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The evolution of limb function from theropods to birds
Naturwissenschaften. 2008 Dec 24.
The evolutionary continuum of limb function from early theropods to
birds.Hutchinson JR, Allen V.
Structure and Motion Laboratory, Department of Veterinary Basic Sciences, The
Royal Veterinary College, University of London, Hatfield, Hertfordshire, AL9
7TA, UK, email@example.com.
The bipedal stance and gait of theropod dinosaurs evolved gradually along the
lineage leading to birds and at some point(s), flight evolved. How and when did
these changes occur? We review the evidence from neontology and palaeontology,
including pectoral and pelvic limb functional morphology, fossil
footprints/trackways and biomechanical models and simulations. We emphasise
that many false dichotomies or categories have been applied to theropod form
and function, and sometimes, these impede research progress. For example,
dichotomisation of locomotor function into 'non-avian' and 'avian' modes is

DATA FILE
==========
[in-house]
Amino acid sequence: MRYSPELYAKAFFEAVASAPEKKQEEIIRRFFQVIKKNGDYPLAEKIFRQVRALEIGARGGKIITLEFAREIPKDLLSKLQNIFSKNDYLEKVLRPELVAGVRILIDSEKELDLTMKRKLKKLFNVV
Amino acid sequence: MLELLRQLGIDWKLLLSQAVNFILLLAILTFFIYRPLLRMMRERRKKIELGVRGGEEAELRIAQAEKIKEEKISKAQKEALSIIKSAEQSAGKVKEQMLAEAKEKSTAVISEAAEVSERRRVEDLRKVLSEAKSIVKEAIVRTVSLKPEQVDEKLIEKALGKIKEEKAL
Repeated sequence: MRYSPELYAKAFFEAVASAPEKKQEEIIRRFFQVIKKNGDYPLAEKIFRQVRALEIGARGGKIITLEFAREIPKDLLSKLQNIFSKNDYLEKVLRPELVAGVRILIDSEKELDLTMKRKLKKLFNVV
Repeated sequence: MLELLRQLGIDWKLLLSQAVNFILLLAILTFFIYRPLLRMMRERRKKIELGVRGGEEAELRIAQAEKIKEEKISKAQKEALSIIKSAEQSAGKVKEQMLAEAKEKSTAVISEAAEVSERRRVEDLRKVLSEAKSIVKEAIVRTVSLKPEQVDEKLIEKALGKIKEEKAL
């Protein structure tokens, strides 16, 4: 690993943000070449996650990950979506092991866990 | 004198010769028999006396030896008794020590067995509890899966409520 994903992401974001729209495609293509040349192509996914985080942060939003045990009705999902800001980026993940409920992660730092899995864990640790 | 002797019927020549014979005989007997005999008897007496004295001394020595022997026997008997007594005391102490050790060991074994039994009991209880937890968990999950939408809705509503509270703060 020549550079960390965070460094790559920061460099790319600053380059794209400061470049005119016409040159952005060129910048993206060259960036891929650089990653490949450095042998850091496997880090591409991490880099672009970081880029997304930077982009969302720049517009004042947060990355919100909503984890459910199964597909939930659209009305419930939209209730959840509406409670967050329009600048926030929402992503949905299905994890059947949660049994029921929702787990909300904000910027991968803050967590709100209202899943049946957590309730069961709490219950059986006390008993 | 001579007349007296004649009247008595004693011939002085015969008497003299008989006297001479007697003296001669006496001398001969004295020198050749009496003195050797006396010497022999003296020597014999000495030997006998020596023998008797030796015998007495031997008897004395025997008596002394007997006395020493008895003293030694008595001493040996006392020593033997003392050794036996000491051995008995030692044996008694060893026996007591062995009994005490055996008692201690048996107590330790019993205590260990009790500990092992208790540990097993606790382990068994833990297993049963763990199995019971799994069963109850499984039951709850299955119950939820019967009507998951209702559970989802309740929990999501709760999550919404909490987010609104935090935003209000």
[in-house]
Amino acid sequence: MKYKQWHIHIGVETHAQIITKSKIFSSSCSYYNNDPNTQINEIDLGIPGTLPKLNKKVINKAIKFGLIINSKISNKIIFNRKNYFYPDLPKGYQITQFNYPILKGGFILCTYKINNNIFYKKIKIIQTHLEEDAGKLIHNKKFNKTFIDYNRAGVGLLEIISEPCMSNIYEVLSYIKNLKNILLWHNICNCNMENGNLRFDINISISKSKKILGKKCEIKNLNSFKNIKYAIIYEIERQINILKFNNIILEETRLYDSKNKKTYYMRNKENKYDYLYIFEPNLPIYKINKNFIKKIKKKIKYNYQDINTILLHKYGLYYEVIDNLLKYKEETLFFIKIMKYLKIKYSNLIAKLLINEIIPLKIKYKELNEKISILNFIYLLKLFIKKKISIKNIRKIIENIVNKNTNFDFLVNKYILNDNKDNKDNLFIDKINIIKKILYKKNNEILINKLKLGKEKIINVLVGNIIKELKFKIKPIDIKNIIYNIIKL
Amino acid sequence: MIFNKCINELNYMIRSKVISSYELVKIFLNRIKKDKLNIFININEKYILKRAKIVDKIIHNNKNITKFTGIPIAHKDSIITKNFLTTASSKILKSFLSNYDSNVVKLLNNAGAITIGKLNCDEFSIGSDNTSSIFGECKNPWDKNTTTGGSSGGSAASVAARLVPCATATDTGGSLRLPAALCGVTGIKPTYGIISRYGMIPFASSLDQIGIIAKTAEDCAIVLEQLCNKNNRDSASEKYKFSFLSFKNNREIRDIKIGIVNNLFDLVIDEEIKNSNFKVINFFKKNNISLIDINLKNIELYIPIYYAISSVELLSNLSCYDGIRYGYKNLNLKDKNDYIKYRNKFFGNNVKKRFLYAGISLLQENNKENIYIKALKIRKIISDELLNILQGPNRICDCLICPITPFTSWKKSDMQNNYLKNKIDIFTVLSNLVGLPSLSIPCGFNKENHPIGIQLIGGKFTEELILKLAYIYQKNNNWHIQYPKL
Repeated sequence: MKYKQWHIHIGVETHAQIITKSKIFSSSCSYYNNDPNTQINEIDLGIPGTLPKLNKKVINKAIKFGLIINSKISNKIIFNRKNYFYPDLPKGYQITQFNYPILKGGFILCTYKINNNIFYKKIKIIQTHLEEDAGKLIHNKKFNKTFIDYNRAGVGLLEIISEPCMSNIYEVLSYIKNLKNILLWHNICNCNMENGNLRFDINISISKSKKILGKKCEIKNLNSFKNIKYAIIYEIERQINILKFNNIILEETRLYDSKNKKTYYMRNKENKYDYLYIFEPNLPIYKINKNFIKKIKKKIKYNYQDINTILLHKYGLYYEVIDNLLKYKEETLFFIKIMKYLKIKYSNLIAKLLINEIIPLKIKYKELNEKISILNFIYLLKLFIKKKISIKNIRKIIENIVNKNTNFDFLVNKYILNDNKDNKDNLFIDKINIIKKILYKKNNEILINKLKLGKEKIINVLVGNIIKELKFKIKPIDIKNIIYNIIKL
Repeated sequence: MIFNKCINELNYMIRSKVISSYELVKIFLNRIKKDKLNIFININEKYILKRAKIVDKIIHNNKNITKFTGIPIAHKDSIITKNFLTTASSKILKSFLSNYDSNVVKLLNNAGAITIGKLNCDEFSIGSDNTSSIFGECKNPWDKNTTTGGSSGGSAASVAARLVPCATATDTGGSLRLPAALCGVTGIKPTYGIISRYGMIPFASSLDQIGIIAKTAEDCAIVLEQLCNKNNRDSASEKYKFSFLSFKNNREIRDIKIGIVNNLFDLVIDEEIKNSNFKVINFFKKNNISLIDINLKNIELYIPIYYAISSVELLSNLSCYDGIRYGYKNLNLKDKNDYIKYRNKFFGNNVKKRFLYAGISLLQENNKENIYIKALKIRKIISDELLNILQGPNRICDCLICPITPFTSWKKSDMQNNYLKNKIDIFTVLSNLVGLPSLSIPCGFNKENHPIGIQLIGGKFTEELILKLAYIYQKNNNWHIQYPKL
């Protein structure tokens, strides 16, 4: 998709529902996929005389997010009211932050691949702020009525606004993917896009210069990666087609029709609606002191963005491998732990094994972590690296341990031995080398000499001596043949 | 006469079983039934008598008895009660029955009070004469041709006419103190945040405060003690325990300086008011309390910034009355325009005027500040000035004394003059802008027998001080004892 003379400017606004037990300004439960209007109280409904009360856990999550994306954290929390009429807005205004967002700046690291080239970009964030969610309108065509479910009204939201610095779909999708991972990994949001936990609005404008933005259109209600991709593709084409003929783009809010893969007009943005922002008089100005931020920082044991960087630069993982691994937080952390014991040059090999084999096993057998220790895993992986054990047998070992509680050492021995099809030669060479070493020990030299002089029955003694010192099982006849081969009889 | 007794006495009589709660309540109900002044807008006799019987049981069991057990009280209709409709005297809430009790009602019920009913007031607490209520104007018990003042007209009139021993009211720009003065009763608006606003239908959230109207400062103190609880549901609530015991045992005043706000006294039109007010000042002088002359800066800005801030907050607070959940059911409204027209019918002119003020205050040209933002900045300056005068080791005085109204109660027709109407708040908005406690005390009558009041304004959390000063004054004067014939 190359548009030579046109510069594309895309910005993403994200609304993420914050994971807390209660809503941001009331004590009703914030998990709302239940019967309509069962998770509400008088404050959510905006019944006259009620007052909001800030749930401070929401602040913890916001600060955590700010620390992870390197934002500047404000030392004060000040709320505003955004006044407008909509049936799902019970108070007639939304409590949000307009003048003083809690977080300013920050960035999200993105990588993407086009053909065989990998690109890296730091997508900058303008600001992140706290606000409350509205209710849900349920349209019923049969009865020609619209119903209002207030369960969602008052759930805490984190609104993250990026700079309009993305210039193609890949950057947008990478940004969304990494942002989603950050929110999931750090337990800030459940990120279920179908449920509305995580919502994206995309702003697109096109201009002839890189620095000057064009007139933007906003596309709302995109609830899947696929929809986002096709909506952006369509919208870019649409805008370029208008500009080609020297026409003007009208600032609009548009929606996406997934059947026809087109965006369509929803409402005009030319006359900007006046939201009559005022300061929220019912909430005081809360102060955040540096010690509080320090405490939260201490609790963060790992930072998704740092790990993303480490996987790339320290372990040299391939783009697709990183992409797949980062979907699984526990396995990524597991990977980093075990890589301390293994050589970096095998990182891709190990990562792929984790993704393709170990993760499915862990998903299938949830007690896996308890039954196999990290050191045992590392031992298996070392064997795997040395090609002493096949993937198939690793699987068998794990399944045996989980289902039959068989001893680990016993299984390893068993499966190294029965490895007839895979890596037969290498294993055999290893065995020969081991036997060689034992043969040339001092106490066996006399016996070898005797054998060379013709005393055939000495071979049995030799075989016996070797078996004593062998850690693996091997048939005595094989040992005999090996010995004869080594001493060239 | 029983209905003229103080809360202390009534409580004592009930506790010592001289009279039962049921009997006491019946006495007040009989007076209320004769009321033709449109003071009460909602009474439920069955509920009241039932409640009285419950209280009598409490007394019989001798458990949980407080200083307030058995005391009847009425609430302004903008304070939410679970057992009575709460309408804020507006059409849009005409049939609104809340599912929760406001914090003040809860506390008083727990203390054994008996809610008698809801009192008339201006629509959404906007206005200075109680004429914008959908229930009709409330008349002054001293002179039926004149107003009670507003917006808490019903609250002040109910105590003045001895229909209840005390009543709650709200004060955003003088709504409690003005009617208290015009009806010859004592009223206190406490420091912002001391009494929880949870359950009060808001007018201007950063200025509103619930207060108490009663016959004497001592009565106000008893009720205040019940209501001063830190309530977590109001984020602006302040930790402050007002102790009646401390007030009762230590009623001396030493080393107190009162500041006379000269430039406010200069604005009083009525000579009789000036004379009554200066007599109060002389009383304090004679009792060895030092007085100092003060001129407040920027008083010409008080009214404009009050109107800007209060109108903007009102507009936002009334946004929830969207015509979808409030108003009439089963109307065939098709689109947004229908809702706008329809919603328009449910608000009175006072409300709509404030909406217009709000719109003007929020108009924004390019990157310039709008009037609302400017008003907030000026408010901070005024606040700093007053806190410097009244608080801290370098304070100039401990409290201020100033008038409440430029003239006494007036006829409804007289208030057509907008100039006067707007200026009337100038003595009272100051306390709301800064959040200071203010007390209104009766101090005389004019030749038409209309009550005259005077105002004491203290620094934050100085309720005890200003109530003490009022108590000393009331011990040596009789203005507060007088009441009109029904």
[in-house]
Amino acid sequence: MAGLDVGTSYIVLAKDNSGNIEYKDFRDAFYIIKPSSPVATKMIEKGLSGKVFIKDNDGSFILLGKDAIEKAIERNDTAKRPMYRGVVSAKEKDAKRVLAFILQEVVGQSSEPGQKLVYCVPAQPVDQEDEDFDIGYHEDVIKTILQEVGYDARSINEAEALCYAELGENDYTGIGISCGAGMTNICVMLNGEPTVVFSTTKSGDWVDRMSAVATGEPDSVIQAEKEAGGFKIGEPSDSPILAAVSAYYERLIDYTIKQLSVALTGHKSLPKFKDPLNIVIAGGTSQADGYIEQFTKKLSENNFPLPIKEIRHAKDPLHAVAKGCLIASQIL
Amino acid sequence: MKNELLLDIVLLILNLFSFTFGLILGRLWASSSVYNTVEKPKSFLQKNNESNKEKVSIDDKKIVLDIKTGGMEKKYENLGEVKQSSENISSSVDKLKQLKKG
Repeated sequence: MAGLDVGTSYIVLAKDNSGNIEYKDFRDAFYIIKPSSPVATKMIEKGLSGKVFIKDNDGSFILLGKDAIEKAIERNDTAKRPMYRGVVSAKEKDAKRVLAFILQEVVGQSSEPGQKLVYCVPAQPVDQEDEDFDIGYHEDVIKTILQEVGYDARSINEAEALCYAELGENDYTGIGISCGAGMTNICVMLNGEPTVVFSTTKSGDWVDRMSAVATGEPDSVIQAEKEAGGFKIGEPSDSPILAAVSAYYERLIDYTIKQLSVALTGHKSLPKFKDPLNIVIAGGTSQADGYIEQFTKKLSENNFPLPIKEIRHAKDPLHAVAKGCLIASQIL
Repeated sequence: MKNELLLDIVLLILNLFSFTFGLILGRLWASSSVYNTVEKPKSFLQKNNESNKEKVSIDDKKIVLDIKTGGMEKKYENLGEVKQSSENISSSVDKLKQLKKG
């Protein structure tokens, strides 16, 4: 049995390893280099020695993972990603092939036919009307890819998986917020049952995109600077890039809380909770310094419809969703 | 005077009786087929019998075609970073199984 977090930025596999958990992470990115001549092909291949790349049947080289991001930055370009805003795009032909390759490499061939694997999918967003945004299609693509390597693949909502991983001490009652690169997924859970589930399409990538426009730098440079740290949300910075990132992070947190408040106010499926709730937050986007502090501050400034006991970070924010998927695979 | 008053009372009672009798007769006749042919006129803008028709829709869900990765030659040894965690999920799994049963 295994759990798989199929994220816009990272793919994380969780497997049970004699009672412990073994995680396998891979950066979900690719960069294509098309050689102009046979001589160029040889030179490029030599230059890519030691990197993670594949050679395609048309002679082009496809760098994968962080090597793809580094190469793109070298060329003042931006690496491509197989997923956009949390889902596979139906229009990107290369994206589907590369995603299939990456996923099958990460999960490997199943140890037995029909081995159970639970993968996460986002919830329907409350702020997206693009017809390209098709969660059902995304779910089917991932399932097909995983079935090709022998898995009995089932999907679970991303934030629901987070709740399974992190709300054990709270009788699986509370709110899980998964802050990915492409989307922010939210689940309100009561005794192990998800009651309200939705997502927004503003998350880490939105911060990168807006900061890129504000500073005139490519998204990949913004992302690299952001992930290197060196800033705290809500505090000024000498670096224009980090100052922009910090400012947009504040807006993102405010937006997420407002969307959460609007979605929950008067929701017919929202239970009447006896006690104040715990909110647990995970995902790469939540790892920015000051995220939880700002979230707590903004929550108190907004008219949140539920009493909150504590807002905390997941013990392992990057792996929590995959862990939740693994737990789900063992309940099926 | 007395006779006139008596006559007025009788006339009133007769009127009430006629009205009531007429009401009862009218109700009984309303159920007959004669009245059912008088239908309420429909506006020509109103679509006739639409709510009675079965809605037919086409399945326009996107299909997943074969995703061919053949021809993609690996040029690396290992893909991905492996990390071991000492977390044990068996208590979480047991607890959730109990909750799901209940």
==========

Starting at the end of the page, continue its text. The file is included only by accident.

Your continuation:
only a conceptual crutch; the evidence supports a continuous transition.
Simplification of pelvic limb function into cursorial/non-cursorial
morphologies or flexed/columnar poses has outlived its utility. For the
pectoral limbs, even the classic predatory strike vs. flight wing-stroke
distinction and separation of theropods into non-flying and flying-or
terrestrial and arboreal-categories
may be missing important subtleties. Distinguishing locomotor function between
taxa, even with quantitative approaches, will always be fraught with ambiguity,
making it difficult to find real differences if that ambiguity is properly
acknowledged. There must be an 'interpretive asymptote' for reconstructing
dinosaur limb function that available methods and evidence cannot overcome. We
may be close to that limit, but how far can it be stretched with improved
methods and evidence, if at all? The way forward is a combination of techniques
that emphasises integration of neontological and palaeontological evidence and
quantitative assessment of limb function cautiously applied with validated
techniques and sensitivity analysis of unknown variables.